• When the design drawings were being prepared the owners visited all their neighbours to explain their proposals, and they made a few modest adjustments to reflect some of their concerns. This approach helped get their neighbours ‘on side’ and resulted in few formal objections when the plans were submitted later on.
  • Because the owners were new to self build they decided to opt for a timber frame package home from one of the biggest kit home providers. This approach offered good price certainty for the biggest chunk of the build cost. “No one ever got sacked for buying a computer from IBM. So we felt it was safer all round to deal with the leading kit home company. We looked at their show homes; they offered us good support, we liked the quality of their finished product and we found their people very responsive”. Timber frame also worked out a little cheaper than conventional brick and block construction.
  • The owners (who are both accountants) decided to project manage the work themselves to help to keep the costs down. So they arranged for a ground works contractor to build the ground floor slab, the kit home company then erected the basic house structure, and then they hired sub-contractors to do the external cladding and fit it out.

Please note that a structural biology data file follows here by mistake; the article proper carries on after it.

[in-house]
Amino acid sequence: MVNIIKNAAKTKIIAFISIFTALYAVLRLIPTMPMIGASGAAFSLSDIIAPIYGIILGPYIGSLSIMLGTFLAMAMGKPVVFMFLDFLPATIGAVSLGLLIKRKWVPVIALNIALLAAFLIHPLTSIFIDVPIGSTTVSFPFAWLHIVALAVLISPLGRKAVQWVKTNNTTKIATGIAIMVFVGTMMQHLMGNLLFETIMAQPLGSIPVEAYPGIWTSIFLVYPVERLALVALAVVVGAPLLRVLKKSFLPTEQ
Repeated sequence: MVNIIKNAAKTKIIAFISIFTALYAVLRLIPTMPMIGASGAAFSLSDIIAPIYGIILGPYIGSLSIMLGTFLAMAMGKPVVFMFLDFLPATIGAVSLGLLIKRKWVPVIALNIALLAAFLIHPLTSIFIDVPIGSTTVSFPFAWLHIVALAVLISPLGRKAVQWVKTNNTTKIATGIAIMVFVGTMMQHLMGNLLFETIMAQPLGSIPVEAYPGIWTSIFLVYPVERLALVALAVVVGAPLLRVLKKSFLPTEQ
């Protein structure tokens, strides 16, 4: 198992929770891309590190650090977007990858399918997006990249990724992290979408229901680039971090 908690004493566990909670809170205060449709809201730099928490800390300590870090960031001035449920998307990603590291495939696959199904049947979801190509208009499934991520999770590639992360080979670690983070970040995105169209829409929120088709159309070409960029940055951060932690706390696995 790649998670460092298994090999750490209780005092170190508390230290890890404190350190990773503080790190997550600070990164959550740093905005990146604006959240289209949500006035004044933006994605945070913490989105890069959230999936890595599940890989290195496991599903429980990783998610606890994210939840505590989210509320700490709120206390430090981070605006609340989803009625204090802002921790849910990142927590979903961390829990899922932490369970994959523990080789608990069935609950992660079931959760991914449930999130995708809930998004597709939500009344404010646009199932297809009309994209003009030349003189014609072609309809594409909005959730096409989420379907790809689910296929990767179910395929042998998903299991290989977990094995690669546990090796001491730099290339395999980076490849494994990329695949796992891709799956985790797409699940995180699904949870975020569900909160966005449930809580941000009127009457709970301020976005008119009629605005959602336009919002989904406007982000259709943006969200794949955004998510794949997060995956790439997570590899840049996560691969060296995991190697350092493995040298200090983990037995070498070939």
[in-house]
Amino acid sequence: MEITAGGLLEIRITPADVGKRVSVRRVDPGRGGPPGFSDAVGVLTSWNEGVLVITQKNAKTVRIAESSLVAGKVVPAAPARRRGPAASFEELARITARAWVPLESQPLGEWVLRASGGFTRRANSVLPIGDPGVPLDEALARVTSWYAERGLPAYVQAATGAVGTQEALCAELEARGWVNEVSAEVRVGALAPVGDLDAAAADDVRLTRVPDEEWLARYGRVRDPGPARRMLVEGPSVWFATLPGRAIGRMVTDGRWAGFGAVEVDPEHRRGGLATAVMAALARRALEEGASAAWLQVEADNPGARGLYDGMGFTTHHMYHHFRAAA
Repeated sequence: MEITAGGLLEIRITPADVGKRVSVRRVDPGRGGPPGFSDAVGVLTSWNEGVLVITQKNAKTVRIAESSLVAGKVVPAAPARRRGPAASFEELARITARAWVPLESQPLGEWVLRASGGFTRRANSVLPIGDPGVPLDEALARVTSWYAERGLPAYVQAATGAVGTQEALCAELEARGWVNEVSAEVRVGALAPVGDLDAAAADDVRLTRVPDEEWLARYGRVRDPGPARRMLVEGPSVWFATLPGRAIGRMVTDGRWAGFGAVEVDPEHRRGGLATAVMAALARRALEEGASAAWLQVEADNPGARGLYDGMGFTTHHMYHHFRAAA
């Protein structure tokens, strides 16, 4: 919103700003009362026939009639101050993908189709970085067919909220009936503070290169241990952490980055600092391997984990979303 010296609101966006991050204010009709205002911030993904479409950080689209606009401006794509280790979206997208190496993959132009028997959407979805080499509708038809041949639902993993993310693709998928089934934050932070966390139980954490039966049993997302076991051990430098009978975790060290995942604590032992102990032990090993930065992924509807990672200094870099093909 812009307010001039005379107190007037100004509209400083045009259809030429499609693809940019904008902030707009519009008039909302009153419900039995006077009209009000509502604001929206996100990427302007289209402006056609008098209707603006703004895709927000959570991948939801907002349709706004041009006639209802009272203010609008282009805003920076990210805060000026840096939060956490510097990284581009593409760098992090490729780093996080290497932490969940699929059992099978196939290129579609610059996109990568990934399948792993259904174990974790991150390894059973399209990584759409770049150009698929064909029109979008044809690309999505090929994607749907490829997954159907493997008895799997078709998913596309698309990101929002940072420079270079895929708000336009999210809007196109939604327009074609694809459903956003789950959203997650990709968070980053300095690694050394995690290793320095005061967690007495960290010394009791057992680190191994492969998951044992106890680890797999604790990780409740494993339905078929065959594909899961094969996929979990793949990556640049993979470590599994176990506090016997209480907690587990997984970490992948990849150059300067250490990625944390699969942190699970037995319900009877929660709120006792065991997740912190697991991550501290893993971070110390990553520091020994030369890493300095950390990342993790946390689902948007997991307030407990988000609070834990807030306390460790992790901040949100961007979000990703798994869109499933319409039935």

• The house is large, the owners love it, and most of the sub-contractors and the main package contractor performed well.
  • The building has proved to be reasonably energy efficient – gas and electricity costs £1350 a year, which is good going for such a big property.

Finance

  • The couple sold their original home in order to purchase the site, and rented a property while the building work was underway. They had a mortgage in place when they were bidding – but when they told the mortgage provider they had to demolish the bungalow they said they would take a £60,000 retention...so they suddenly had a hole in their budget! Buildstore helped them with a new mortgage application via a Halifax subsidiary (that is no longer trading). The new mortgage was for £350,000 based on the bungalow, and paid all up front, with no stage payments...so they were very lucky.